In a speech at the Sydney Dialogue today, India prime minister Narendra Modi called for all democratic nations to work together on crypto regulation. He said: “Take cryptocurrency or Bitcoin for example. It is important that all democratic nations work together on this and ensure it does not end up in [the] wrong hands, which can spoil our youth.”
Modi’s speech comes at a time when India is still finalizing the details of a crypto regulatory framework. Just last week, Modi chaired a meeting to discuss the future of crypto in the country, which was shortly followed by the first parliamentary discussion on crypto. The parliamentary meeting ended in a consensus that crypto needs to be regulated but not banned in the country.
While a blanket ban is now off the table, the use of cryptocurrency for payments is likely to be prohibited under the new regulation, the Economic Times reported on Wednesday citing anonymous sources. The report stated cryptocurrencies may be allowed as an asset, like shares or gold.
Although banning crypto payments means shutting out a major crypto use case, it is in line with the central bank’s stance. Reserve Bank of India governor Shaktikanta Das has reiterated that cryptos cannot be considered “currency” because of their lack of intrinsic value. Moreover, the RBI has been calling for a ban on crypto, citing concerns over financial and economic stability.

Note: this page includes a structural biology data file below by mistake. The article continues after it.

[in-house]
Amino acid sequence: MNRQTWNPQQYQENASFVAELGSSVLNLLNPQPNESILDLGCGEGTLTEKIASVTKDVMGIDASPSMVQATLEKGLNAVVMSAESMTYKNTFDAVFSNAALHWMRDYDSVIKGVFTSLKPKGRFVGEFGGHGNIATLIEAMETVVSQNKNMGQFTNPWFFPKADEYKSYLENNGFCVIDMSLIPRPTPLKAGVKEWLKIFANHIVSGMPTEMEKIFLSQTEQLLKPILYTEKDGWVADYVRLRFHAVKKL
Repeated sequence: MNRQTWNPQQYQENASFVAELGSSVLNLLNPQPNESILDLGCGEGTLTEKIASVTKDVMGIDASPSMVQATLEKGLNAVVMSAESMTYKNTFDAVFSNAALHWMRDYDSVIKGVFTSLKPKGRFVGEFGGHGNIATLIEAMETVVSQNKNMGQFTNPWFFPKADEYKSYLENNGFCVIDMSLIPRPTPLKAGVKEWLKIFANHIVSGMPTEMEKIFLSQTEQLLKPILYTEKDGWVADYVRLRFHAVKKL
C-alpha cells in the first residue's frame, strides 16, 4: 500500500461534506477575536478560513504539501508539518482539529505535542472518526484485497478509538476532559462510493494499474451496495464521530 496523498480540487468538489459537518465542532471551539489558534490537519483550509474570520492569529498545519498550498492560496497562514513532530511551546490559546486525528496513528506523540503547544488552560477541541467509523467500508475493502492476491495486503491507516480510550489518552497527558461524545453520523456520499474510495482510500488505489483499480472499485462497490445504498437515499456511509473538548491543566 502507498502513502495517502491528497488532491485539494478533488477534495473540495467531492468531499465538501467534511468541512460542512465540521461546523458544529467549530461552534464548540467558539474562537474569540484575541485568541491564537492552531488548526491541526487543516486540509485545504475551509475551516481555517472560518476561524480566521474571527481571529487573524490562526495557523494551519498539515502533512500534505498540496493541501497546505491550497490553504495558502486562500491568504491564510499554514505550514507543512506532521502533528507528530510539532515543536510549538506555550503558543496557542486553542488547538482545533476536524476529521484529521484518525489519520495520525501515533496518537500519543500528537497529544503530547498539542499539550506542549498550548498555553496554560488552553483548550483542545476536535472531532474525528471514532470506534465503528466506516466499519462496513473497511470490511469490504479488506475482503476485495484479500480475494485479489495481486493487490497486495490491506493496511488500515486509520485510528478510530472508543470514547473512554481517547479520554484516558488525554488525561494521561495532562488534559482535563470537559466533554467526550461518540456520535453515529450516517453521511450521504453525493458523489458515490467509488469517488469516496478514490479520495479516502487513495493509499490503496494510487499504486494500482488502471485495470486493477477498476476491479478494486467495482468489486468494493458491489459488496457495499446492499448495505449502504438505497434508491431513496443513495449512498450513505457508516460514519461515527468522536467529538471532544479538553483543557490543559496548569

Furthermore, crypto exchanges and businesses may not be allowed to actively solicit users, the ET report noted. This is hardly a surprise, since the impact of crypto advertisements that could be misleading were discussed at both the prime minister’s and parliamentary meeting. In fact, crypto exchanges WazirX and Bitbns have decided to refrain from advertising amid expectations of a regulatory clampdown, according to a report by CNBC TV-18.
The CNBC report further states that India may classify crypto exchanges as e-commerce platforms and charge them 1% tax under the Goods and Services Tax regime. Currently, crypto exchanges pay 18% GST which is passed on to the investors as trading fees. The government is also exploring ways to lower tax rates on blockchain technology, the CNBC report noted.
The details of India’s crypto bill are yet to be made publicly available. Although the government is still modifying the bill, it is expected to be introduced in the next session of parliament starting on Nov. 29.
According to the ET report, the government has not yet taken a final call on who will regulate the crypto market. However, it is expected that the Securities and Exchange Board of India will be assigned that role, the report said.